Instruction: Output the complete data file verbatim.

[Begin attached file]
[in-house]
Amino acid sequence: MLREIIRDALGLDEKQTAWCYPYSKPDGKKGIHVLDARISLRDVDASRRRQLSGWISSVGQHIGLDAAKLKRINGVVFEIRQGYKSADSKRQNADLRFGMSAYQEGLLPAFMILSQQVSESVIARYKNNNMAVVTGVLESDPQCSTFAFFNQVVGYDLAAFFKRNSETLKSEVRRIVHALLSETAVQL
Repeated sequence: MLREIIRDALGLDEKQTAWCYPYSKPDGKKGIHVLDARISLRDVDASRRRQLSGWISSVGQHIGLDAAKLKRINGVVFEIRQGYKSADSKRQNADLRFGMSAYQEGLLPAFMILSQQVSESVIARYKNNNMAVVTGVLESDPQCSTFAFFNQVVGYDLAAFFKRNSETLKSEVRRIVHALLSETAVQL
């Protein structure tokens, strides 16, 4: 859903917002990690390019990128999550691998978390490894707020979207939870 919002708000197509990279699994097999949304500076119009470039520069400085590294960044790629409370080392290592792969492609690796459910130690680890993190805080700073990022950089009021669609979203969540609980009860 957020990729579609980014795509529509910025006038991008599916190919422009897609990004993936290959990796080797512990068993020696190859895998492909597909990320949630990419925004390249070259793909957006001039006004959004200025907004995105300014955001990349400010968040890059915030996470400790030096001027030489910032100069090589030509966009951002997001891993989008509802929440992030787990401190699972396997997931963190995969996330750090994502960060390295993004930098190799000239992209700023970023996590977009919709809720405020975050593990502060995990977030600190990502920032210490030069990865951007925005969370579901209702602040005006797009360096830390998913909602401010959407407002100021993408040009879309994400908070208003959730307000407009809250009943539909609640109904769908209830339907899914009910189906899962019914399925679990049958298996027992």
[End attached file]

[in-house]
Amino acid sequence: MLREIIRDALGLDEKQTAWCYPYSKPDGKKGIHVLDARISLRDVDASRRRQLSGWISSVGQHIGLDAAKLKRINGVVFEIRQGYKSADSKRQNADLRFGMSAYQEGLLPAFMILSQQVSESVIARYKNNNMAVVTGVLESDPQCSTFAFFNQVVGYDLAAFFKRNSETLKSEVRRIVHALLSETAVQL
Repeated sequence: MLREIIRDALGLDEKQTAWCYPYSKPDGKKGIHVLDARISLRDVDASRRRQLSGWISSVGQHIGLDAAKLKRINGVVFEIRQGYKSADSKRQNADLRFGMSAYQEGLLPAFMILSQQVSESVIARYKNNNMAVVTGVLESDPQCSTFAFFNQVVGYDLAAFFKRNSETLKSEVRRIVHALLSETAVQL
């Protein structure tokens, strides 16, 4: 859903917002990690390019990128999550691998978390490894707020979207939870 919002708000197509990279699994097999949304500076119009470039520069400085590294960044790629409370080392290592792969492609690796459910130690680890993190805080700073990022950089009021669609979203969540609980009860 957020990729579609980014795509529509910025006038991008599916190919422009897609990004993936290959990796080797512990068993020696190859895998492909597909990320949630990419925004390249070259793909957006001039006004959004200025907004995105300014955001990349400010968040890059915030996470400790030096001027030489910032100069090589030509966009951002997001891993989008509802929440992030787990401190699972396997997931963190995969996330750090994502960060390295993004930098190799000239992209700023970023996590977009919709809720405020975050593990502060995990977030600190990502920032210490030069990865951007925005969370579901209702602040005006797009360096830390998913909602401010959407407002100021993408040009879309994400908070208003959730307000407009809250009943539909609640109904769908209830339907899914009910189906899962019914399925679990049958298996027992």